The Implied Valuation Risk of Long Term Payer Mix Shifts
Health care providers face future revenue challenges as patient payer categories gradually shift from Commercial Payers to Government Payers. The valuation implications of lower future average pricing can be significant, but largely depends on the starting point. If the subject company enjoys a high relative Commercial Payer mix, future pricing diminution will be more drastic as the payer mix shifts toward Government Payers.
The Big Picture
- The reasons for the payer shift are complex, but have their roots in demographics and the aging of the population. In 2014, Government Payers represented 44.7% of the hospital payer mix. Since then, Government Payers increased their share of the pie by approximately 0.5% annually to 46.8% by the end of 2018 (Source: Moody’s). At this rate, Government Payers will (conservatively) represent ~52.0% of the hospital payer mix by 2028.
- Some providers have “more to lose” as payer relationships and local market power yield much higher than average commercial payments.
- Higher relative commercial payment rates equate to a higher risk of significant profit diminution as the payer mix shifts.
- Typically, commercial payment rates are determined through negotiations with insurance companies, and can vary depending on market conditions, such as the bargaining power of individual providers relative to insurers in a community.
By the Numbers
In a report issued April 15, 2020, The Kaiser Family Foundation reviewed the findings of 19 recent studies comparing Medicare and private health insurance payment rates for hospital care and physician services.
Among the findings:
- On average, commercial premium payments (i.e. commercial payment rates to facility operators as a percentage of the Medicare payment rate for the same service) exceed Medicare by 189% for inpatient services and 264% for outpatient services, and 143% for physician services.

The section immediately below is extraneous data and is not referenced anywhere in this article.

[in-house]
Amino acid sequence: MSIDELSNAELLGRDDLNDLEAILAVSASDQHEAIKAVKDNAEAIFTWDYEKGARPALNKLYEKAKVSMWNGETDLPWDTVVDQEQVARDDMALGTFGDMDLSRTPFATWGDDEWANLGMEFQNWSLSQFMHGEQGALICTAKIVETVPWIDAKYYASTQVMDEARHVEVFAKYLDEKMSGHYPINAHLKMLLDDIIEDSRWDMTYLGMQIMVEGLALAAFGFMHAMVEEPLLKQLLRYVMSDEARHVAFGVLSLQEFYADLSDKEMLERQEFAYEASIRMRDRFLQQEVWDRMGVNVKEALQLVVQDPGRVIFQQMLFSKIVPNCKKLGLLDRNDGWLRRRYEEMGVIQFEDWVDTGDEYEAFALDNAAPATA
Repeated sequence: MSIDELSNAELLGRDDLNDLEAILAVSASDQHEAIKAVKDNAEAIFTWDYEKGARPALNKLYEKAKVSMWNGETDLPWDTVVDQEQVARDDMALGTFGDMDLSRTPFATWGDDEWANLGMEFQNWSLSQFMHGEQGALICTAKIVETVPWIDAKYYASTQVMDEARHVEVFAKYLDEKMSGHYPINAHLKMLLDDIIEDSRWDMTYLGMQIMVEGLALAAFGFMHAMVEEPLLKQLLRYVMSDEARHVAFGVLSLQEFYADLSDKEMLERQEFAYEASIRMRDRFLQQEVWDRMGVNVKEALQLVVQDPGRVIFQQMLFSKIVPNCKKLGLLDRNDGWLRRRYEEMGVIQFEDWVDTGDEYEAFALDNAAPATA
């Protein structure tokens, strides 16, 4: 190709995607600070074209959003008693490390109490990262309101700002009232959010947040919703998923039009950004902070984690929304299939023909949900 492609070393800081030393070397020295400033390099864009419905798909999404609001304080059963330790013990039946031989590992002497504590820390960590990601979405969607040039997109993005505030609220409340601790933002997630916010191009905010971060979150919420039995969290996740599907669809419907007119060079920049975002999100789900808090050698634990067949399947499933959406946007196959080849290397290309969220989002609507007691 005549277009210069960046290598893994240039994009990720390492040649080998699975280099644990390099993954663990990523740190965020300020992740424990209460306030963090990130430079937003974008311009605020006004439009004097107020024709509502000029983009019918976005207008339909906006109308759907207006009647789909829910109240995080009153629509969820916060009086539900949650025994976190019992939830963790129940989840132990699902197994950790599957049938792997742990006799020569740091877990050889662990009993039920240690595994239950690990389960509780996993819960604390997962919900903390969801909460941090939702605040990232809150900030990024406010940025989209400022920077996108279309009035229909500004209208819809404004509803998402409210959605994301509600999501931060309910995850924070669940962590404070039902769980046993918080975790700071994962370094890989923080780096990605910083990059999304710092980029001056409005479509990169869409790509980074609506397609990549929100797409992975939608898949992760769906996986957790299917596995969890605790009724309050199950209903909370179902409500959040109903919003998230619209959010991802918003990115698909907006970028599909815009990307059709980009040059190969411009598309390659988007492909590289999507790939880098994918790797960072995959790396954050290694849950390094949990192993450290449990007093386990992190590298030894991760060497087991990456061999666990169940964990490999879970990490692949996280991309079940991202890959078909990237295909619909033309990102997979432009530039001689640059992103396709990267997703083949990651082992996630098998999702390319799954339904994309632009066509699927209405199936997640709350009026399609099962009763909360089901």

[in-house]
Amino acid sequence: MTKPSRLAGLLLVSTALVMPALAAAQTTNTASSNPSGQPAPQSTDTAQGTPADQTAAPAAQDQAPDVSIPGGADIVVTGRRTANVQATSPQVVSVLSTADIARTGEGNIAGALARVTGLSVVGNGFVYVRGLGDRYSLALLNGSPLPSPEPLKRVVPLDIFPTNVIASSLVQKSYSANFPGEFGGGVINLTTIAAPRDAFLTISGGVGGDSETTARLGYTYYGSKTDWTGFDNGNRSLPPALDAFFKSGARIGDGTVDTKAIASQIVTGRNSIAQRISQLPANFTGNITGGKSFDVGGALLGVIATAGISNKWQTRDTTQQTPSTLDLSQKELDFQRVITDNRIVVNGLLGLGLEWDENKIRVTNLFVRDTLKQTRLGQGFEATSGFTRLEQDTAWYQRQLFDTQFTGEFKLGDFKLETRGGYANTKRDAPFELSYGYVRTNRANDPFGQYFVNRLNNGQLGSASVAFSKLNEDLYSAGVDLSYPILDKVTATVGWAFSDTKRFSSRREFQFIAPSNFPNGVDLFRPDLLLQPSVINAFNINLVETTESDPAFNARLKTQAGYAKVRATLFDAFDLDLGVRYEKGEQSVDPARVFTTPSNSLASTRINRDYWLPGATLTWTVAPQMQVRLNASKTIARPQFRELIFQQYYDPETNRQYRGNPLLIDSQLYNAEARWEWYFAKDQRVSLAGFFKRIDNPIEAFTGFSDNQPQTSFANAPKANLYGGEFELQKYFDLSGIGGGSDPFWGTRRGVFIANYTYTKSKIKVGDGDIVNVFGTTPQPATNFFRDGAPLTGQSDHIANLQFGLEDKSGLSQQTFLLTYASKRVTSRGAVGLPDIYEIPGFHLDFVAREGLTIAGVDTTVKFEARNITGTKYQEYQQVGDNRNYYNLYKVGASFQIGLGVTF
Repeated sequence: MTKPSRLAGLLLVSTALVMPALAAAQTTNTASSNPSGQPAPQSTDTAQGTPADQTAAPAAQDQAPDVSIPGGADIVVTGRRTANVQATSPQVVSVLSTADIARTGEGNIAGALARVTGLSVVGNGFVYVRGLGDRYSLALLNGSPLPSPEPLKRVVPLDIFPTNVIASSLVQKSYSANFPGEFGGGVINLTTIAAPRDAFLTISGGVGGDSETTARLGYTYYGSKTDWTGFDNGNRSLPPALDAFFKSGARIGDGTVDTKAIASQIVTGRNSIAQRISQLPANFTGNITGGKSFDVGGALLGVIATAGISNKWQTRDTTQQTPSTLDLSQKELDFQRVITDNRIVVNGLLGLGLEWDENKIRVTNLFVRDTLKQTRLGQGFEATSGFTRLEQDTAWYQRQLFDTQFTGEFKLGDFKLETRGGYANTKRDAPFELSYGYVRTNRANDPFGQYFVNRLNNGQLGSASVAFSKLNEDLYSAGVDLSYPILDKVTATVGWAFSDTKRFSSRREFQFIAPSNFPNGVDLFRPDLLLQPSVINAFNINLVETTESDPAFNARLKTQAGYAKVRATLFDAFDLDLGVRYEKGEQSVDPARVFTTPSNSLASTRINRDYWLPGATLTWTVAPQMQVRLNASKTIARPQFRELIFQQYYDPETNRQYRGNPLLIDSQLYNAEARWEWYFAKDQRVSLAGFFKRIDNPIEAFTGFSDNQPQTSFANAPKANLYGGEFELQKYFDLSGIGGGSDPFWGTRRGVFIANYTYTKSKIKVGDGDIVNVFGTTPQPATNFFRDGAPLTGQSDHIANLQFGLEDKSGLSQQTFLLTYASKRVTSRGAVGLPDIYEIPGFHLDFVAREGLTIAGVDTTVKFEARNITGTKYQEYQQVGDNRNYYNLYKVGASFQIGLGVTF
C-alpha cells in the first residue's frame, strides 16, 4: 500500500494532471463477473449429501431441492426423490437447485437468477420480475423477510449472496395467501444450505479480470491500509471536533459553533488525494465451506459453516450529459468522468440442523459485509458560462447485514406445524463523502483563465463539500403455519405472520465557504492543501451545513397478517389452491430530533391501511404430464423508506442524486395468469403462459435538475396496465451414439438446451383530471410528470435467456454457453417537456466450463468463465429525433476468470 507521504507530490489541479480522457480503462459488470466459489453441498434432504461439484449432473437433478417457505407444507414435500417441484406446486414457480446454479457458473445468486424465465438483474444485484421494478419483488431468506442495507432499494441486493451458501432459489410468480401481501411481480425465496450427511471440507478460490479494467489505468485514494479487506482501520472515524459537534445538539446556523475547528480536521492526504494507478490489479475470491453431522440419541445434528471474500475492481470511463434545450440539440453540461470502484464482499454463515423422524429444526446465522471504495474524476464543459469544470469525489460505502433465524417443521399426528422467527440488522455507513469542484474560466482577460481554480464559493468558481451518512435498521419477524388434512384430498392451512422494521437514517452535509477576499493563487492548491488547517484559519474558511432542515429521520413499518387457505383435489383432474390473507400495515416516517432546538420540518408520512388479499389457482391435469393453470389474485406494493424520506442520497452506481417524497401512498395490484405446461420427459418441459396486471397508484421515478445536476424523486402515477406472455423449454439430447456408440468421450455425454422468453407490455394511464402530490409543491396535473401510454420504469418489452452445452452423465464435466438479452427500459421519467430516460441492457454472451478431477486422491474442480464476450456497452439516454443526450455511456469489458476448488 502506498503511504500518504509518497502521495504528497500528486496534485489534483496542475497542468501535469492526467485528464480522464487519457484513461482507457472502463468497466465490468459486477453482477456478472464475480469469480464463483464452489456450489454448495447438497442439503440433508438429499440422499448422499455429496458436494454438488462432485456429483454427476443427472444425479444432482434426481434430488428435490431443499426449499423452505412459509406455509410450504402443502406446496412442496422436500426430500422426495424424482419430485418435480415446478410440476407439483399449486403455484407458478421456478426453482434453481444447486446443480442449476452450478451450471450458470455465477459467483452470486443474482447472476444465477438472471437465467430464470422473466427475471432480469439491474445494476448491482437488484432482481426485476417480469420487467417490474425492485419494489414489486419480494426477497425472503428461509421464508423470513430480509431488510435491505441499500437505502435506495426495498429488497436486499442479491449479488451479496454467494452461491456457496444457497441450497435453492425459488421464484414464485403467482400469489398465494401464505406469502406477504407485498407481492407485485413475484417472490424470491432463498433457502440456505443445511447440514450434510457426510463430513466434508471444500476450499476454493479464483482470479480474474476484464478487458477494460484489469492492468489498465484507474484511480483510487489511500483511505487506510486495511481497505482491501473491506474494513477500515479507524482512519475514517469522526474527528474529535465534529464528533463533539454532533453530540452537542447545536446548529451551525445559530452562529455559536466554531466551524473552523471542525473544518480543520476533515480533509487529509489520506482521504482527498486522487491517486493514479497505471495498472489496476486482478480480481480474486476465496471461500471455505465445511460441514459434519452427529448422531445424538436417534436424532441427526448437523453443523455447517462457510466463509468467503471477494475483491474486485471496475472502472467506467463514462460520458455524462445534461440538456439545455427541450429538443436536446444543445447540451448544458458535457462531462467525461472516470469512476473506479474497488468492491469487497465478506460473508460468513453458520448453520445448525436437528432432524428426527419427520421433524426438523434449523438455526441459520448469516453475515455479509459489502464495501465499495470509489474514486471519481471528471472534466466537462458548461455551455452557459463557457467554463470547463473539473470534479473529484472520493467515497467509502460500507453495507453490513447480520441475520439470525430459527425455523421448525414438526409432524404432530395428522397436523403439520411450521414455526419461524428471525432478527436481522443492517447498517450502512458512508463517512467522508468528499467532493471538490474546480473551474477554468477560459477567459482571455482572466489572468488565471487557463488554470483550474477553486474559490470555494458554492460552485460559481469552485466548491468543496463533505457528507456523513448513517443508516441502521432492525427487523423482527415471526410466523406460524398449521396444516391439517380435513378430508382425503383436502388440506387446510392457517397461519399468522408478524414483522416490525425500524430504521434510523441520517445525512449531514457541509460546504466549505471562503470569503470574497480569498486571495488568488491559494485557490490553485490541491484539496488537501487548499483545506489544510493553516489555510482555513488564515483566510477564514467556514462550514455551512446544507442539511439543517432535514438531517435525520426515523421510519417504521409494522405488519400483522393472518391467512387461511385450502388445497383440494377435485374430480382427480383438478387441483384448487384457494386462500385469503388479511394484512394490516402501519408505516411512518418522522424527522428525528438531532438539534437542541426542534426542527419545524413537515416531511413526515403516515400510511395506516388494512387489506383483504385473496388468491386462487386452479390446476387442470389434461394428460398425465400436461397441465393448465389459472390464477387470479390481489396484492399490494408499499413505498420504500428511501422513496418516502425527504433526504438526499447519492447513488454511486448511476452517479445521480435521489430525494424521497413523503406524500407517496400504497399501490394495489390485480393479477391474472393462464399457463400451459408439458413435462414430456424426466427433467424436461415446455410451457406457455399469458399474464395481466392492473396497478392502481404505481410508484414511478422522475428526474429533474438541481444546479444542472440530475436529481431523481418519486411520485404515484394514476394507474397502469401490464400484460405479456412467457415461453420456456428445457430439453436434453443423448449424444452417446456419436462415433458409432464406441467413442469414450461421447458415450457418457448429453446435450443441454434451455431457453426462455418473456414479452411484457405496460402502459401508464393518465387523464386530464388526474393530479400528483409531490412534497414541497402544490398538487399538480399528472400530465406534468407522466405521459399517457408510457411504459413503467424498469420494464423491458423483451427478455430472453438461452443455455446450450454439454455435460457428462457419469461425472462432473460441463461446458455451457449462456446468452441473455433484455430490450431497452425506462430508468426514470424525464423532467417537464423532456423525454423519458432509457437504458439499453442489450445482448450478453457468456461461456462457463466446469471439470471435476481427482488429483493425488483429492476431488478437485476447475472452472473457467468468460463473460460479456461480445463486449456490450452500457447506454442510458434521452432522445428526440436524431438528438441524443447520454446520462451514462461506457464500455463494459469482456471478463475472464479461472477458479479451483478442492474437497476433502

- The variability of commercial premiums was greater for outpatient services (200% spread) than for inpatient services (70% spread). The wide variability suggests that, even within a given health care market, some individual providers are outliers in that they can command extremely high private reimbursements.
- Measuring the commercial premium is complex and inexact. The studies KFF analyzed may omit unique payment characteristics and features such as Medicare supplementary payments, risk-based contracts, and may include or exclude commercial out of network payments.
Health Care Valuation Takeaways
- Health care valuators should understand the subject company’s exposure to possible payer mix shifts and the related implications on future profits.
- Health care valuators should analyze the size of the subject company’s commercial premium along with the speed and magnitude of the shifts. Importantly, they should assess management's long-term strategic plans to alter the structure of the business to mitigate these trends in order to operate successfully under a new payment environment.
- With the high variability of the average commercial premium, the subject company could be significantly higher than the average and therefore may be at risk for accelerated payment rate diminution. To maintain and support a valuation premium, the valuator should ensure the payer mix is steady and displays durability for future time periods.
- Due to the shift to Government Payers, applying general market multiples to current profit metrics may not sufficiently capture the risk of payment rate declines specific to the subject entity. This is especially true if the current commercial premium is above the averages identified in the KFF study.
This is one in a series of related health care valuation posts:
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- After the Pandemic, What Are the Long-Term Valuation Implications for Long Term Acute Care Hospitals?
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- Managed Care Companies Predicting the “Worst of Two Worlds”
- Navigating Health Care Valuation EBITDA Multiple Ranges for Fair Market Value
- Navigating Urgent Care Valuations in Unusual Times
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